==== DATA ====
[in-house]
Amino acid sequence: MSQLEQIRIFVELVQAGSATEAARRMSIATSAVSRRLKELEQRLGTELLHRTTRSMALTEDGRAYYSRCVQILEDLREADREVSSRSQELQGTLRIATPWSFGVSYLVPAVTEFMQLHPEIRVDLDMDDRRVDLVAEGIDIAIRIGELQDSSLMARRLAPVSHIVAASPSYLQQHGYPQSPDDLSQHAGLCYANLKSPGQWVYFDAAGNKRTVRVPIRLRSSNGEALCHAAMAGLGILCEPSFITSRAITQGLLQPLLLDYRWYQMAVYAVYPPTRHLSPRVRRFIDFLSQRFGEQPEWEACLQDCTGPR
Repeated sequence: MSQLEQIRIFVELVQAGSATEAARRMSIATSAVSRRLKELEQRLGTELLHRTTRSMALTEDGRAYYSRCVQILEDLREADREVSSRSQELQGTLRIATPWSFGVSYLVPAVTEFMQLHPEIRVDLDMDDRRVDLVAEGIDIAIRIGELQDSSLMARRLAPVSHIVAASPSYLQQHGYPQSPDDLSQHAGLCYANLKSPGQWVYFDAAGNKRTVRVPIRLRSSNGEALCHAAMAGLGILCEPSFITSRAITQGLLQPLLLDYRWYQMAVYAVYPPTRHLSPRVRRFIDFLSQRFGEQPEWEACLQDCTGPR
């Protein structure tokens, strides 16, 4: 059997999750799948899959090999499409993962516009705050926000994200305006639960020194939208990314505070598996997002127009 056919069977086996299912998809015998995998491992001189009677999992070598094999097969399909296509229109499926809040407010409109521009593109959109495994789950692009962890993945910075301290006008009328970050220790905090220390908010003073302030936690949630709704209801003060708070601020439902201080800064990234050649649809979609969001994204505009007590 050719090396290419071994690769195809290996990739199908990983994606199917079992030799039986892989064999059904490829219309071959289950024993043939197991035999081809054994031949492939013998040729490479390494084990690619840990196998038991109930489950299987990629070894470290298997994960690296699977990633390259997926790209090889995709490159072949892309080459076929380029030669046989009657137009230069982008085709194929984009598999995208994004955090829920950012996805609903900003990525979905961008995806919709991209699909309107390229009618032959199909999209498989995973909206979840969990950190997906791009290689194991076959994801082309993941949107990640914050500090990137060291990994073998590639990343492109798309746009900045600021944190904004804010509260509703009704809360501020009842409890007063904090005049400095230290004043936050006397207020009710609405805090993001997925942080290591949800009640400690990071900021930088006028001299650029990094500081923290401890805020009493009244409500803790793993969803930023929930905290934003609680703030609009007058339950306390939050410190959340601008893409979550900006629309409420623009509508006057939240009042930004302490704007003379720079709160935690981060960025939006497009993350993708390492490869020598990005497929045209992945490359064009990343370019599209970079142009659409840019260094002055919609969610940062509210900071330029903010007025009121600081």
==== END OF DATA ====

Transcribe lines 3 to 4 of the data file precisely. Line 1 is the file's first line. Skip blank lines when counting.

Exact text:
Repeated sequence: MSQLEQIRIFVELVQAGSATEAARRMSIATSAVSRRLKELEQRLGTELLHRTTRSMALTEDGRAYYSRCVQILEDLREADREVSSRSQELQGTLRIATPWSFGVSYLVPAVTEFMQLHPEIRVDLDMDDRRVDLVAEGIDIAIRIGELQDSSLMARRLAPVSHIVAASPSYLQQHGYPQSPDDLSQHAGLCYANLKSPGQWVYFDAAGNKRTVRVPIRLRSSNGEALCHAAMAGLGILCEPSFITSRAITQGLLQPLLLDYRWYQMAVYAVYPPTRHLSPRVRRFIDFLSQRFGEQPEWEACLQDCTGPR
């Protein structure tokens, strides 16, 4: 059997999750799948899959090999499409993962516009705050926000994200305006639960020194939208990314505070598996997002127009 056919069977086996299912998809015998995998491992001189009677999992070598094999097969399909296509229109499926809040407010409109521009593109959109495994789950692009962890993945910075301290006008009328970050220790905090220390908010003073302030936690949630709704209801003060708070601020439902201080800064990234050649649809979609969001994204505009007590 050719090396290419071994690769195809290996990739199908990983994606199917079992030799039986892989064999059904490829219309071959289950024993043939197991035999081809054994031949492939013998040729490479390494084990690619840990196998038991109930489950299987990629070894470290298997994960690296699977990633390259997926790209090889995709490159072949892309080459076929380029030669046989009657137009230069982008085709194929984009598999995208994004955090829920950012996805609903900003990525979905961008995806919709991209699909309107390229009618032959199909999209498989995973909206979840969990950190997906791009290689194991076959994801082309993941949107990640914050500090990137060291990994073998590639990343492109798309746009900045600021944190904004804010509260509703009704809360501020009842409890007063904090005049400095230290004043936050006397207020009710609405805090993001997925942080290591949800009640400690990071900021930088006028001299650029990094500081923290401890805020009493009244409500803790793993969803930023929930905290934003609680703030609009007058339950306390939050410190959340601008893409979550900006629309409420623009509508006057939240009042930004302490704007003379720079709160935690981060960025939006497009993350993708390492490869020598990005497929045209992945490359064009990343370019599209970079142009659409840019260094002055919609969610940062509210900071330029903010007025009121600081």